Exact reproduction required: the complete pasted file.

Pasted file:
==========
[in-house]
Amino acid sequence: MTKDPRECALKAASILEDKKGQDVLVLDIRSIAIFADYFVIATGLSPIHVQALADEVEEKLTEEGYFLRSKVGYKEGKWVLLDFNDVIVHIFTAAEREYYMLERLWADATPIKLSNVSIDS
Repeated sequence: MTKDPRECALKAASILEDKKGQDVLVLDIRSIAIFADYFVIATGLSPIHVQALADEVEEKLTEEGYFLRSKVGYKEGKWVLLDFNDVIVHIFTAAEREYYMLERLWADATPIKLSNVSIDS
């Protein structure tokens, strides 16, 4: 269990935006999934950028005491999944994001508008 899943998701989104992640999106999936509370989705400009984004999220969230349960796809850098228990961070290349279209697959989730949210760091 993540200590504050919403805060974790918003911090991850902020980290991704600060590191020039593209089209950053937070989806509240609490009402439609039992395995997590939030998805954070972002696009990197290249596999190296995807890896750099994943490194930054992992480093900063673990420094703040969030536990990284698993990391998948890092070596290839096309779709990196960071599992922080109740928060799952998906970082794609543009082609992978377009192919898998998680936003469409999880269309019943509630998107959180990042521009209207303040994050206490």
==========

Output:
[in-house]
Amino acid sequence: MTKDPRECALKAASILEDKKGQDVLVLDIRSIAIFADYFVIATGLSPIHVQALADEVEEKLTEEGYFLRSKVGYKEGKWVLLDFNDVIVHIFTAAEREYYMLERLWADATPIKLSNVSIDS
Repeated sequence: MTKDPRECALKAASILEDKKGQDVLVLDIRSIAIFADYFVIATGLSPIHVQALADEVEEKLTEEGYFLRSKVGYKEGKWVLLDFNDVIVHIFTAAEREYYMLERLWADATPIKLSNVSIDS
């Protein structure tokens, strides 16, 4: 269990935006999934950028005491999944994001508008 899943998701989104992640999106999936509370989705400009984004999220969230349960796809850098228990961070290349279209697959989730949210760091 993540200590504050919403805060974790918003911090991850902020980290991704600060590191020039593209089209950053937070989806509240609490009402439609039992395995997590939030998805954070972002696009990197290249596999190296995807890896750099994943490194930054992992480093900063673990420094703040969030536990990284698993990391998948890092070596290839096309779709990196960071599992922080109740928060799952998906970082794609543009082609992978377009192919898998998680936003469409999880269309019943509630998107959180990042521009209207303040994050206490």